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Northern Hemisphere: June 20-22
Southern Hemisphere: December 20-23
Themes: abundance, growth, masculine energy, love, magic
Also known as: Midsummer, Midsummer’s Eve, Gathering Day, St. John’s Day, St. John’s Eve, Summer Solstice, Alban Hefin, Feill-Sheathain
Litha, also known in the wider Pagan world as Midsummer, is celebrated on the day of the Summer Solstice—the longest day and shortest night of the solar year. This is the height of summer, when the days are warm and plentiful. Abundance can be found everywhere—the crops are in full growth as we get closer to the beginning of the harvest season, and the fields and forests are bursting with animal and plant life.
The Sun reaches its highest point, which means the days will now begin to grow shorter again until we reach the Winter Solstice at Yule. But there’s no need to think about winter just now—instead, we celebrate our place on this warm and lively side of the Wheel.
This is the time of the God’s greatest power, whether we focus on the light and heat of his Sun God aspect; his role as the Green Man, lush with thick foliage; or the Horned God, strong and agile at the heart of the forest. There is a potent masculine energy to be tapped here, if we wish.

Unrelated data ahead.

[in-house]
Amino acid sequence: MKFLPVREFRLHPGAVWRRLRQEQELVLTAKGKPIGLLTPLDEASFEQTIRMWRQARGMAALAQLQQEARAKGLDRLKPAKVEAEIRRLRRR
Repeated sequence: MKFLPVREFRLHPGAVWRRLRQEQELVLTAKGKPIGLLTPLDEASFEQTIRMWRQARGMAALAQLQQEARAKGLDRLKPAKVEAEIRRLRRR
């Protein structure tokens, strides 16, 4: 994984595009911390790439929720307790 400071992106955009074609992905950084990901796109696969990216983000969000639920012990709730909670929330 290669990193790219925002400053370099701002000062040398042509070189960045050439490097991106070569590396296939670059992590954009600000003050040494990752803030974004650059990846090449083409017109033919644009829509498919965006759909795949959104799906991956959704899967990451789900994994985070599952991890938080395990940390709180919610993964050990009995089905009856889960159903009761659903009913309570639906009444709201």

At the same time, the Goddess is in her Mother aspect, as the generous Earth yields abundant blessings of food, flowers, and striking natural beauty. We feel the love of this divine pair easily and often in these easy, breezy days of Midsummer. Magical and medicinal herbs are said to be at the height of their power, and are traditionally gathered on this day to be dried and stored for use in the winter. Many people also feel the energies of the faeries at this time—a slightly mischievous
“something” in the air that Shakespeare once captured in A Midsummer Night’s Dream.